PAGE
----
Quote Originally Posted by Jonny
    Pray tell what episode and season was that?

    I tried calling Starhub and they cannot tell me. They just said 202, but i am sure it is not. No re-run too.

    Perhaps those with the Starhub tv guide could help us check pls?

    Many thanks!
    which tv programme/s are you referring to? i am confused with your post.

  12. #12

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    The Apprentice...

    What about the John Clang one? What prog was it?

  13. #13

    Lightbulb

    Quote Originally Posted by Jonny
    The Apprentice...

    What about the John Clang one? What prog was it?
    Pmed you.

  14. #14
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    Quote Originally Posted by vince123123
    so we wait for SniperD to clarify after all he apperas to have understood the differnces in "shadow".
    Neh... I dun really understand the purpose but typically you see the normal shadow to be cast against a backdrop to be either 1) harsh shadow on background (a complete full sized shadow) or 2) a shadow that's muted and soft. or 3) a shadow that's folded in half..(dunno how to explain this one but it has to do with the angle of the backdrop)

    For John, his backdrop was sharply angled at between 60-70 degrees from the right angle of the floor... with that, the shadow of the model (Otto's his name if I recall correctly) was cast either in elongated hence enhancing the look (note that he's shooting from a lower angle oso) or eliminating the conflicting separation of shadow and model (which most of us have in a typical studio set up)

    And the angle of his para FF plays a part in creating that effect as well.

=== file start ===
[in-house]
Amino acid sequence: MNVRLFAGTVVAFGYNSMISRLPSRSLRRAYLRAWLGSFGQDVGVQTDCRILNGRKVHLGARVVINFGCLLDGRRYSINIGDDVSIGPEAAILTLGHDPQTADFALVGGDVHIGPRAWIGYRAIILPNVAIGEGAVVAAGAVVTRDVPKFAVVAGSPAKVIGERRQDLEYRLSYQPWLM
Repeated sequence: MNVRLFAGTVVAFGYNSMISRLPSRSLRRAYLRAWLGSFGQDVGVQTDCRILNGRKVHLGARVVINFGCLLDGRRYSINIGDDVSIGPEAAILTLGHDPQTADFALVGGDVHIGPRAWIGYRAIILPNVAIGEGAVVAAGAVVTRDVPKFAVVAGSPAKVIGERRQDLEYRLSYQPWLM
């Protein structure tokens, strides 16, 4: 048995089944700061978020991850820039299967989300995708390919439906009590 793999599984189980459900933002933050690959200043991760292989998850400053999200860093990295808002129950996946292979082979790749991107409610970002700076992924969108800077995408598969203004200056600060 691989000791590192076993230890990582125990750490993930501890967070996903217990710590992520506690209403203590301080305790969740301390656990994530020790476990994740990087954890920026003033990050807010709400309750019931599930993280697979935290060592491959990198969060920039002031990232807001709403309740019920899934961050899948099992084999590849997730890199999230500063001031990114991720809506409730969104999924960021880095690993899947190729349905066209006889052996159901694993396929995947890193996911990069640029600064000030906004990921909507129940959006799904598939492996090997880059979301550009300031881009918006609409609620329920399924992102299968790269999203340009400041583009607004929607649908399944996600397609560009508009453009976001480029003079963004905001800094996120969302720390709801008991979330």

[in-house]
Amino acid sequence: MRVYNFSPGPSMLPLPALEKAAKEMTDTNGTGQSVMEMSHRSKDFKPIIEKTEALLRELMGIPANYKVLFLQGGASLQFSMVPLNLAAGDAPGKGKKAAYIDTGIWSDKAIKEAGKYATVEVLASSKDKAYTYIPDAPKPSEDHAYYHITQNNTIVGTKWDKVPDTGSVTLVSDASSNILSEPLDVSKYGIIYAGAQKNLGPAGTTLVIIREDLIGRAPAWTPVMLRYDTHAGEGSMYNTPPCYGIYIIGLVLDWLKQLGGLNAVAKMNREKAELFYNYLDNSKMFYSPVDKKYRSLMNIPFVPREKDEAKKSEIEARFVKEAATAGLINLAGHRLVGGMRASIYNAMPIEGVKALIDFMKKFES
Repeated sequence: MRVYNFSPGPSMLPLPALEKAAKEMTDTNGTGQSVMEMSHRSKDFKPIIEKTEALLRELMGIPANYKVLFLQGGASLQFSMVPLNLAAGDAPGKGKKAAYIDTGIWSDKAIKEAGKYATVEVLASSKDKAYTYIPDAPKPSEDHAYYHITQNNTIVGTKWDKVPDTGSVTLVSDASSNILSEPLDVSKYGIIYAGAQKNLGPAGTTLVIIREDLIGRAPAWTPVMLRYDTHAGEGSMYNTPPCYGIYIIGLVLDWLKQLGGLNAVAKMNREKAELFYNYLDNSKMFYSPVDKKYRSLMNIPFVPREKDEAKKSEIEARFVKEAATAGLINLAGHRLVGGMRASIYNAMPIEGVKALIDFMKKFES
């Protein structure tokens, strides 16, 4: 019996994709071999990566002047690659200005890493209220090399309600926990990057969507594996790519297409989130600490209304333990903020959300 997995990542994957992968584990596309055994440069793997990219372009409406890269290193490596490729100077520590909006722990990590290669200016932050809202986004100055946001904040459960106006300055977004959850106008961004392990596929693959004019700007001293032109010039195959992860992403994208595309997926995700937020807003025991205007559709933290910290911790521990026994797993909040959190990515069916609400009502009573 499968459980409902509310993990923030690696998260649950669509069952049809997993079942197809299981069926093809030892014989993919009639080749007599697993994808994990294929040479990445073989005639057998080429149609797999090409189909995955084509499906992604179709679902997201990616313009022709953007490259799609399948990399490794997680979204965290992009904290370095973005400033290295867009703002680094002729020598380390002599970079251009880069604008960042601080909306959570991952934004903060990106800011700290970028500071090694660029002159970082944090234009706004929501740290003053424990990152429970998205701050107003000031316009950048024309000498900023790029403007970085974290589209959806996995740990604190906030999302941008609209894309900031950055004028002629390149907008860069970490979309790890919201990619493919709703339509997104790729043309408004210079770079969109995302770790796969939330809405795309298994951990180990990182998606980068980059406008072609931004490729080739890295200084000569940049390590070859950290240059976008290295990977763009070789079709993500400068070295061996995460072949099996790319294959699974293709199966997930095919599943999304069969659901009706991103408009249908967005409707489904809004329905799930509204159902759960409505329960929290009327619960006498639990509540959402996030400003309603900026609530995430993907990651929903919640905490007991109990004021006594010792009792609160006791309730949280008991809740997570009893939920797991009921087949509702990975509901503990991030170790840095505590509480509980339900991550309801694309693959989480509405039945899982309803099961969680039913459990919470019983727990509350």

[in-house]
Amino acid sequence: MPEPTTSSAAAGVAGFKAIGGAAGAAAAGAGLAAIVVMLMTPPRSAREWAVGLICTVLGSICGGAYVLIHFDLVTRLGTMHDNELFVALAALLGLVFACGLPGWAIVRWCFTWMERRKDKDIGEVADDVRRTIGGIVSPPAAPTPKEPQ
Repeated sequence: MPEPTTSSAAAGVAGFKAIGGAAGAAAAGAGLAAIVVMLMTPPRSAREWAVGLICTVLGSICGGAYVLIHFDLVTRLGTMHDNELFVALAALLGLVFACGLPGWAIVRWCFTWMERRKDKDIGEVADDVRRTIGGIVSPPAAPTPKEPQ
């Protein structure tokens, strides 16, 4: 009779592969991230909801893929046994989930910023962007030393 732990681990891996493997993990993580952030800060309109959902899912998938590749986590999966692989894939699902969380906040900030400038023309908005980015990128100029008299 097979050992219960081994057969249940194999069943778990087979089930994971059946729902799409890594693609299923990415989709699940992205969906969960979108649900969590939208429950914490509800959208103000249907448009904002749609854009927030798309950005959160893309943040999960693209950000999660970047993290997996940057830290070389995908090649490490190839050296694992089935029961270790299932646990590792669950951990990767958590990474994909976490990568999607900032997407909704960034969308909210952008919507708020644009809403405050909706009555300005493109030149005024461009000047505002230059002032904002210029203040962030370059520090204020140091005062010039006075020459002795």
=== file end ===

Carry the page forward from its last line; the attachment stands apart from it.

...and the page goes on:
Anyway, I still love that issue of NuYou (Sept 2004) where John did a few spreads of Otto and the colors and techniques... worth learning. In that issue, there's work by Leslie Kee, Chuan Do, Him Him, Wee Khim, Kirby Koh and Mark Law as well.. under One roof of learnable examples in Fashion shoots

    Well.. that's my 2 cts worth of thought
    Last edited by SniperD; 13th April 2005 at 05:27 PM.

  15. #15

    Lightbulb

    Quote Originally Posted by SniperD
    Neh... I dun really understand the purpose but typically you see the normal shadow to be cast against a backdrop to be either 1) harsh shadow on background (a complete full sized shadow) or 2) a shadow that's muted and soft. or 3) a shadow that's folded in half..(dunno how to explain this one but it has to do with the angle of the backdrop)

    For John, his backdrop was sharply angled at between 60-70 degrees from the right angle of the floor... with that, the shadow of the model was cast either in elongated hence enhancing the look (note that he's shooting from a lower angle oso) or eliminating the conflicting separation of shadow and model (which most of us have in a typical studio set up)

    Well.. that's my 2 cts worth of thought
    let me watch the tape again later and see if i could figure it out. or PM jc. hehe!

  16. #16

    Lightbulb

    looks like this area of interest appeals to a very limited group of CSers. so esoteric?

  17. #17

    Lightbulb

    ok, the angle is more closer to 45 degrees. the shadow of the model faded to less focus or hard from legs to head.

  18. #18
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    ahhh....

  19. #19

    Lightbulb

    Quote Originally Posted by reachme2003
    ok, the angle is more closer to 45 degrees. the shadow of the model faded to less focus or hard from legs to head.
    i have a pic of the image shot off the tv. need to post? let me know.

  20. #20
    vince123123
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    that would be extremely helpful

    Quote Originally Posted by reachme2003
    i have a pic of the image shot off the tv. need to post? let me know.